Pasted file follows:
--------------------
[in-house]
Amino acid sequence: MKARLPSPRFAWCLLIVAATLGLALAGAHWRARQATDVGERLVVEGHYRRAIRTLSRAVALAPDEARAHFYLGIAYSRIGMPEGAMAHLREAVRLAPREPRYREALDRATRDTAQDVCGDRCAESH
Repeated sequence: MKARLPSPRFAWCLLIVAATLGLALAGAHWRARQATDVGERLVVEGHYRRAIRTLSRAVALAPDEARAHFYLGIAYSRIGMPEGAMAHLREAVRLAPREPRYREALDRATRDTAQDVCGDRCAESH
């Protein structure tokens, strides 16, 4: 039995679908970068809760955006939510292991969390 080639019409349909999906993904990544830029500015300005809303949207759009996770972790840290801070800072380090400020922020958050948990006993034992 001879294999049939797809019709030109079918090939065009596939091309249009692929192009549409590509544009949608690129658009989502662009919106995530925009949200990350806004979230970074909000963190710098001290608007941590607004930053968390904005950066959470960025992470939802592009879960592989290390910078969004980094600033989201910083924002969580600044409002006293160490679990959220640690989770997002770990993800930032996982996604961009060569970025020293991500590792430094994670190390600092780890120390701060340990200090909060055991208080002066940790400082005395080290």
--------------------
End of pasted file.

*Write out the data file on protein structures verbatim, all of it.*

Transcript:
[in-house]
Amino acid sequence: MKARLPSPRFAWCLLIVAATLGLALAGAHWRARQATDVGERLVVEGHYRRAIRTLSRAVALAPDEARAHFYLGIAYSRIGMPEGAMAHLREAVRLAPREPRYREALDRATRDTAQDVCGDRCAESH
Repeated sequence: MKARLPSPRFAWCLLIVAATLGLALAGAHWRARQATDVGERLVVEGHYRRAIRTLSRAVALAPDEARAHFYLGIAYSRIGMPEGAMAHLREAVRLAPREPRYREALDRATRDTAQDVCGDRCAESH
């Protein structure tokens, strides 16, 4: 039995679908970068809760955006939510292991969390 080639019409349909999906993904990544830029500015300005809303949207759009996770972790840290801070800072380090400020922020958050948990006993034992 001879294999049939797809019709030109079918090939065009596939091309249009692929192009549409590509544009949608690129658009989502662009919106995530925009949200990350806004979230970074909000963190710098001290608007941590607004930053968390904005950066959470960025992470939802592009879960592989290390910078969004980094600033989201910083924002969580600044409002006293160490679990959220640690989770997002770990993800930032996982996604961009060569970025020293991500590792430094994670190390600092780890120390701060340990200090909060055991208080002066940790400082005395080290």